January 2, 2011

Hi Greg,

I just found your site with the information about the military hospital at Mars sur Allier. I’m going to be near there in April and plan to go see what’s there—can you imagine whether there’s any trace of it left?

My father, Master Engineer, was in Mars with an American captain and a major, I think, and they contracted for the hospital, which was constructed by Vietnamese, who were called “Annamites” by the soldiers then. He always wanted to return and visit the French family he was billeted with, but he never did. He died in 1972.

He too had a romance with a French girl—the daughter of his hosts, I believe, but he left her to visit Paris and then home in 1919.

I’ll pore over your site and Lucy’s when I return home late this week. I’d love to get any pointers or advice you have.

Bob Stone

Update April 11, 2011

I’m off to France this afternoon, and next week I’ll be staying with friends in Buzon, near Mars sur Allier. My father was one of three (or maybe five) American soldiers who built the U S Army hospital there, supervising thousands of “Annamite”—now known as Vietnamese--laborers. We’re planning to visit Mars and hunt for the remains of the hospital. Are there any? Bob Stone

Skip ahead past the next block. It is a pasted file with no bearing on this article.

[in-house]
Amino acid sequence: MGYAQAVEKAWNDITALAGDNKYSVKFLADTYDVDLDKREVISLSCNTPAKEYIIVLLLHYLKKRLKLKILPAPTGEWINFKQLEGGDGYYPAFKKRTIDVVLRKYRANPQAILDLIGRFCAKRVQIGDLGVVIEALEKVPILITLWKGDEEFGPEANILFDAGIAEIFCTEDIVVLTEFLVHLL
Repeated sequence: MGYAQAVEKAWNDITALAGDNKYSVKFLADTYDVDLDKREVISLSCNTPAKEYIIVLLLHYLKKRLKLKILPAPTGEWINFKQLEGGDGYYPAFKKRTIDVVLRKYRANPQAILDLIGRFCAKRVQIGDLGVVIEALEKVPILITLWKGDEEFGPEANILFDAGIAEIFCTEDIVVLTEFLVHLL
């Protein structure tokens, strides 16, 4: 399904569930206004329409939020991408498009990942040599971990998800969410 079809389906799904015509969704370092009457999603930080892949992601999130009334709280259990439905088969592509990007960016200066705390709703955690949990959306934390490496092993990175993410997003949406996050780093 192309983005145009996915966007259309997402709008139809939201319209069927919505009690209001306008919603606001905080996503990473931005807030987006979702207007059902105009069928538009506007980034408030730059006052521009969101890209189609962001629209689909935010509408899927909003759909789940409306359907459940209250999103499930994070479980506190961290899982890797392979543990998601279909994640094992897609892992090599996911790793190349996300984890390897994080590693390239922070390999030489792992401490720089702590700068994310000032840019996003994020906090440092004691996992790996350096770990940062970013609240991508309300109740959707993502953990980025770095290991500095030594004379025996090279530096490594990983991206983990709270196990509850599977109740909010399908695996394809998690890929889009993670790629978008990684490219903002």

Staff, photo taken at Base Hospital No.35, Mars-sur-Allier, France WW1. My grandfather (Colonel George F. Lull) is fifth from the left in the front row. (Images and material source: Bob Lull, G.F. Lull Family Collection)

Click on the below link:
Base Hospital No. 35, Mars-sur-Allier, Nièvre, France, WW1


Commissioned Officers of U.S. Base Hospital No. 48, Mars-sur-Allier, Nievre, France, A.E.F. WW1

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U.S. Base Hospital No. 48, Mars-sur-Allier, Nievre, France, A.E.F. WW1

Railroad station at Nevers, France

US Army Camp and shops at Nevers, France WW1

Railroad turn table at Nevers, France WW1

The above 1909 map of Nevers France is probably very close to what it looked like during WW1